Please forgive me for a shameless self-promotion! My book, Governing Death and Making Person: The New Chinese Way of Death, has recently been published by Cornell University Press. An ethnography of contemporary urban Chinese death rituals and the Shanghai funeral industry, this book describes how the Chinese Communist Party (CCP) governed death, how such governance was used to construct specific ideas of a person, and how such governance changed after the introduction of market economic reforms. In the book, I illustrate changes in CCP governance of death from its early promotion of civil funerals (“memorial meetings”) and consolidation of the industry into a state monopoly to a detailed look at the consequences of its post market economic reforms as they affected funeral professionals, the bereaved, and the commemoration of the dead. This book is based on ethnographic fieldwork conducted in Shanghai funeral parlors between mid-2010 and early 2012. I’d very much appreciate it if you might recommend the book to your libraries, check it out yourselves if you get a chance, and let me know your thoughts!
Governing Death, Making Persons tells the story of how economic reforms and changes in the management of death in China have affected the governance of persons. The Chinese Communist Party has sought to channel the funeral industry and death rituals into vehicles for reshaping people into "modern" citizens and subjects. Since the Reform and Opening period and the marketization of state funeral parlors, the Party has promoted personalized funerals in the hope of promoting a market-oriented and individualistic ethos. However, things have not gone as planned.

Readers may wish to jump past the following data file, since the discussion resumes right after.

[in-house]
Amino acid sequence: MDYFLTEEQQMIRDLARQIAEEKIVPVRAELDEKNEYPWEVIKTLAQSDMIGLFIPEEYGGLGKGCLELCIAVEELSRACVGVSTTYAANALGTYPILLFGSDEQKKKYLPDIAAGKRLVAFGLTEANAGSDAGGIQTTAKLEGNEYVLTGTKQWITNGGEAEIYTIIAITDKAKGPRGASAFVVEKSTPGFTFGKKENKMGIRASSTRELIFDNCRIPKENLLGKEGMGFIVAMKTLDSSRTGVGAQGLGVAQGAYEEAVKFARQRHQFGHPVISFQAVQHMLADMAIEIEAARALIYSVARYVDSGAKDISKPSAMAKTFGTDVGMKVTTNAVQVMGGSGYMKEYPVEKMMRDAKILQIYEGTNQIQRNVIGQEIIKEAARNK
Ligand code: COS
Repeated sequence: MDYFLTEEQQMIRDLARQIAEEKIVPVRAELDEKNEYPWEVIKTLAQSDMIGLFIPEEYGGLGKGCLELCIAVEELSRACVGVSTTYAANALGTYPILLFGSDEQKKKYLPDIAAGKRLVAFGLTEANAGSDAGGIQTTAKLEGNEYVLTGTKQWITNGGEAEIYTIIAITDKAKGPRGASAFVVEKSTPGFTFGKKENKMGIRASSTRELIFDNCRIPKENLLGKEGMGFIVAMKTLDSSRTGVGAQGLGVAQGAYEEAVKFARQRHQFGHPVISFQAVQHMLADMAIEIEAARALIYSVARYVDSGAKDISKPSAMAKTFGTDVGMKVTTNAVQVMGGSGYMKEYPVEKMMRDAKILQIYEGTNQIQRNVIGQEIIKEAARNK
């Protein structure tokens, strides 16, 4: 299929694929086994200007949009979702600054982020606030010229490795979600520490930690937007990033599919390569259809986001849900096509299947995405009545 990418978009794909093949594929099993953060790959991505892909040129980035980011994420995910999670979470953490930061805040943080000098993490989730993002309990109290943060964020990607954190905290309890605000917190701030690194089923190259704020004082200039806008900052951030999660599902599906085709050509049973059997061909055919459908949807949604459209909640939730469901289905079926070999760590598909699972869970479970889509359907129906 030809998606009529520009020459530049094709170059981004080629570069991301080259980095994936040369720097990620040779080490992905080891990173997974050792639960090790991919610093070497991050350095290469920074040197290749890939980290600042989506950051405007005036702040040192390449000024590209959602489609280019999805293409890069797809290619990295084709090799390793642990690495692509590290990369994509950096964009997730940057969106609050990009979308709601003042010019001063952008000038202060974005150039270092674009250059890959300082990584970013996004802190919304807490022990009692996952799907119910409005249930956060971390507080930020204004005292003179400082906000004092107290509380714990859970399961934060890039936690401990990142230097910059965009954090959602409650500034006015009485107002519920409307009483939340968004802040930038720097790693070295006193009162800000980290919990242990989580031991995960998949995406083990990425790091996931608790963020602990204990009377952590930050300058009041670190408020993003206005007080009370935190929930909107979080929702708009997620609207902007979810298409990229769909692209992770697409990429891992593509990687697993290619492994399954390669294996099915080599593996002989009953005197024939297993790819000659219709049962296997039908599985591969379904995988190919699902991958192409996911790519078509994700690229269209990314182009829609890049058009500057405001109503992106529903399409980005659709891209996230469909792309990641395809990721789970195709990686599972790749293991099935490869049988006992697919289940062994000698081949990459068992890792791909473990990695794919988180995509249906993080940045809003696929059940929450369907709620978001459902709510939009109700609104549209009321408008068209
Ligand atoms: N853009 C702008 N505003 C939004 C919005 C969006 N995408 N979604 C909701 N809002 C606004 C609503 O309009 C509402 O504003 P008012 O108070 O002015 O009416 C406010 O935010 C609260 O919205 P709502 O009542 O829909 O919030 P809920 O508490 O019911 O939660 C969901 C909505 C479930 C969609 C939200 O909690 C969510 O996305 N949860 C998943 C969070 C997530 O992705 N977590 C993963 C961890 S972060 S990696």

Huwy-min Lucia Liu writes about the funerals she witnessed and the life stories of two kinds of funeral workers: state workers who are quasi-government officials and semilegal private funeral brokers. She shows that end-of-life commemoration in urban China today is characterized by the resilience of social conventions and not a shift toward market economy individualization. Rather than seeing a rise of individualism and the decline of a socialist self, Liu sees the durability of socialist, religious, communal, and relational ideas of self, woven together through creative ritual framings in spite of their contradictions.